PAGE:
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Ross Inglis

Published: 11 August 2021
Author: Ross Inglis

Getting a WorkCover claim for Psychological or stress injury accepted

Getting WorkCover to accept a claim for a psychological injury can be challenging, even as psychological injury claims are spiking as a result of working under the pressures of COVID-19.

However, successful psychological injury claims may be made against WorkCover’s no-fault scheme, or through a Common Law claim where negligence is involved.

Here’s what is required to have your claim accepted and what to expect when you lodge a claim.

To make a successful psychological injury claim, you must first:

  1. Prove to WorkCover that you have a work-related medical mental health injury, such as anxiety, depression, adjustment disorder or post-traumatic stress disorder. (Work stress, on its own, as tough as it may be, is not enough to make a claim.)
  2. Establish that the job was the cause of your injury.
  3. Notify your employer with 30 days of the injury occurring.

COVID-19 and psychological injury

There are increasing psycho-social hazards for workers in Victoria where lockdowns have led to protracted stretches of working at home or under unprecedented levels of stress. Poor management support and communication can exacerbate the effects of isolation or increasing work demands.

Those who work in logistics or as delivery drivers might also be put under heavier working hours. And of course, there are those who work in the health and caring industry who may face the risk of exposure to the virus without proper personal protective equipment.

Despite the pressures under which companies and organisations now find themselves, the Victorian Workplace Health and Safety laws make it clear that employers must eliminate or minimise work-related risk to psychological health and safety so far as is reasonably practicable.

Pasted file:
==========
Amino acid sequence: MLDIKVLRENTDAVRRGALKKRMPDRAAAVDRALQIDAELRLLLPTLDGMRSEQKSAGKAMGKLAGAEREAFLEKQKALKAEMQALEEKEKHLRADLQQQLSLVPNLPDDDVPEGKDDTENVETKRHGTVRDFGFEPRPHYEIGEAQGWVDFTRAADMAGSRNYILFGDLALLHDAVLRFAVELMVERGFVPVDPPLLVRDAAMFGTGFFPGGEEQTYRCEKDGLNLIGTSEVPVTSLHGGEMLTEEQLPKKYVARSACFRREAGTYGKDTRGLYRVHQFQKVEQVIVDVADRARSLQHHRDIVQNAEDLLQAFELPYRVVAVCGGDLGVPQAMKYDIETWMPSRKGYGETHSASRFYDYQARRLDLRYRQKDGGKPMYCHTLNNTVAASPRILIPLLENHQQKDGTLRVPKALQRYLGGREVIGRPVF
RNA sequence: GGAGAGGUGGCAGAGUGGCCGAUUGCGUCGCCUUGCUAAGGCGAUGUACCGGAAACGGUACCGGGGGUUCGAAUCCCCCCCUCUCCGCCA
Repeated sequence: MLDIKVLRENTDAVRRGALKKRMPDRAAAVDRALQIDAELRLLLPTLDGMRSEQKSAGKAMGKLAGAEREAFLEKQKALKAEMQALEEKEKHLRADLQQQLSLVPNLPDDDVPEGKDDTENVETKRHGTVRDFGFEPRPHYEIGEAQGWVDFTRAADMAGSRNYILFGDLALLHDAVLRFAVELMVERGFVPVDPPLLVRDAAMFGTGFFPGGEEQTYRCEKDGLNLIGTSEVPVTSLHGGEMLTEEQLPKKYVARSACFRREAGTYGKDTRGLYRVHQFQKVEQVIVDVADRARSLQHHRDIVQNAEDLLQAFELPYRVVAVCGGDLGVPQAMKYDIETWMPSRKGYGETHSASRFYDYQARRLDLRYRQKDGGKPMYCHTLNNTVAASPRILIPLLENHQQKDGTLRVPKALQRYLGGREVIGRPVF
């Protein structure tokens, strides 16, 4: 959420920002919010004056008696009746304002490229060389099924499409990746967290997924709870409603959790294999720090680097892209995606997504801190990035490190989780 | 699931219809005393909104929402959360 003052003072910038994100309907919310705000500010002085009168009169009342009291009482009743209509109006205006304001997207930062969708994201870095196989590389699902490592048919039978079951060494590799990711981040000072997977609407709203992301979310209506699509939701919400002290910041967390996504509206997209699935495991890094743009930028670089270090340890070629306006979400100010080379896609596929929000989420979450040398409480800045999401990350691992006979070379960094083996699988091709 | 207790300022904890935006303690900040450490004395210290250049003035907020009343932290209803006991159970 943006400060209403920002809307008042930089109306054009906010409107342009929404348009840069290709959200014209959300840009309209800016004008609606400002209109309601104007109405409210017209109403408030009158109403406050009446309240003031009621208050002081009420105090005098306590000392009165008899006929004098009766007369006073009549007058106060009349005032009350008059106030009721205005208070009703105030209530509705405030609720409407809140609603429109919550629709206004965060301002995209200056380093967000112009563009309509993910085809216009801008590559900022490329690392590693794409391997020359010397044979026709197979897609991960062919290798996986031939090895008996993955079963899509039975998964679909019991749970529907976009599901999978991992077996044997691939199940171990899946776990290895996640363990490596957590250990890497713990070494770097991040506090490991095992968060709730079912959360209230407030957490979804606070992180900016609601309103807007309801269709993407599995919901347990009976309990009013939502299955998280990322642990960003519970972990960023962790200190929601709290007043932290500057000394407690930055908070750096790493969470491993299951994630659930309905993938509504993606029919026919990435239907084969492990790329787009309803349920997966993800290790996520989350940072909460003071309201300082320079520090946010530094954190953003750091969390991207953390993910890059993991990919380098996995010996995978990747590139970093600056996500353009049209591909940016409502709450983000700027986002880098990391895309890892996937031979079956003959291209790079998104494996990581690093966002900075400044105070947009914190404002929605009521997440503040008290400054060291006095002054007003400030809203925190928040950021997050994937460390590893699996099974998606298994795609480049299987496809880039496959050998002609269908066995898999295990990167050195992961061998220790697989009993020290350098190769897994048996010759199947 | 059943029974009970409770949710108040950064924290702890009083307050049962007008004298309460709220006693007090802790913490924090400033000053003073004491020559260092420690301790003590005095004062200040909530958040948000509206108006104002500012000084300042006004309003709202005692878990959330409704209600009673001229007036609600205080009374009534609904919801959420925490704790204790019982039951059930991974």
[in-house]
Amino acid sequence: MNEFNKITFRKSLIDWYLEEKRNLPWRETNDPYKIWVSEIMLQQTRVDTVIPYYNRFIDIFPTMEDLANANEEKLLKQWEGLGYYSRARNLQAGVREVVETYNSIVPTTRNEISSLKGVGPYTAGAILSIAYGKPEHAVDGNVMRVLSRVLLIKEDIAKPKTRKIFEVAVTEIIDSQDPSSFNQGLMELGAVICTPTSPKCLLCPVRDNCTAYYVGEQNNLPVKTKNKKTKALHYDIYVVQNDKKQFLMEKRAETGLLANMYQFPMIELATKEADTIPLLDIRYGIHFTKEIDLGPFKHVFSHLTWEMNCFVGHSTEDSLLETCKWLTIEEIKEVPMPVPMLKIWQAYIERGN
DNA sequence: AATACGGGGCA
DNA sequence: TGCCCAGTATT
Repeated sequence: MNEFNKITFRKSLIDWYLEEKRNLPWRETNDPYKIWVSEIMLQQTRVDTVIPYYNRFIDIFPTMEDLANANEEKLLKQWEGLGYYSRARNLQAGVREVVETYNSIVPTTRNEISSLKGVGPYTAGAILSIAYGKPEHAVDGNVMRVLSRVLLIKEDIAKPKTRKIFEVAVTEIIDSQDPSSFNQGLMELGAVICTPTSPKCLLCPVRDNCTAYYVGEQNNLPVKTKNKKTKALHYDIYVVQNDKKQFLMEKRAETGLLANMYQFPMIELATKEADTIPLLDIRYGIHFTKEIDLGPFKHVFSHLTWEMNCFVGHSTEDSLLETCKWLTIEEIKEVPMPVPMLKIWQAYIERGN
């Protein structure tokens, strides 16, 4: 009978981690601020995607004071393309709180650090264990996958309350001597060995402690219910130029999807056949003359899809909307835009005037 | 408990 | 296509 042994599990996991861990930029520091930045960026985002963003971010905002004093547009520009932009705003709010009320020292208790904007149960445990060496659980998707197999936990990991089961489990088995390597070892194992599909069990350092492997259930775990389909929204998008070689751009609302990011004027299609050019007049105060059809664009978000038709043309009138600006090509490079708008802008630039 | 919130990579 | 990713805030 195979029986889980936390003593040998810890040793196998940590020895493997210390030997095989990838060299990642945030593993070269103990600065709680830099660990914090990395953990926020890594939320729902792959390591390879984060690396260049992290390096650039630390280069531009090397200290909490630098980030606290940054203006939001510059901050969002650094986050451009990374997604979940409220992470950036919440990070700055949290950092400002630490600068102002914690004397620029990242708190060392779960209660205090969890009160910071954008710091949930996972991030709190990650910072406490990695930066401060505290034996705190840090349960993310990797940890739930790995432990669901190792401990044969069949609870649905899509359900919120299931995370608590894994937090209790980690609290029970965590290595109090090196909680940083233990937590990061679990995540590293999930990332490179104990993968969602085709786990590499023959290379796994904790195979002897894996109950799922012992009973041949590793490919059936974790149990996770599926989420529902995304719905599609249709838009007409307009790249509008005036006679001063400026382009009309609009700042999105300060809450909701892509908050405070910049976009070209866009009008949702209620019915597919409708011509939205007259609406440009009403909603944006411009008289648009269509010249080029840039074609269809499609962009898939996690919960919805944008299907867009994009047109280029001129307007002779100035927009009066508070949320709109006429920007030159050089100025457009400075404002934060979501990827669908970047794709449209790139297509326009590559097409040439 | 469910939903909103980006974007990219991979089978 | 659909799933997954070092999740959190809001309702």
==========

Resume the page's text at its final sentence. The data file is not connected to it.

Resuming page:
If you consider that changed workplace practices have unduly contributed to your mental stress to the point of causing injury, you should contact one of our WorkCover injury lawyers for advice. (For further information about preventing psychological injury at work during COVID-19, download the Preventing psychological injury at work during COVID-19 PDF from the Safe Work Australia website.)

Significant contributing factor test

If you have a pre-existing psychological condition the ‘significant contributing factor’ test also applies.

To receive compensation, your work must be found to be a ‘significant contributing factor’ to the recurrence, aggravation, acceleration, exacerbation or deterioration of your pre-existing psychological condition. The same test applies to pre-existing physical injuries. 

The courts have interpreted ‘significant’ in ‘significant contributing factor’ to mean of ‘considerable amount or effect’. In deciding if work is a ‘significant contributing factor’, the courts consider the length and type of employment, work duties, the likelihood of the injury occurring regardless, hereditary risks, lifestyle and activities outside of work.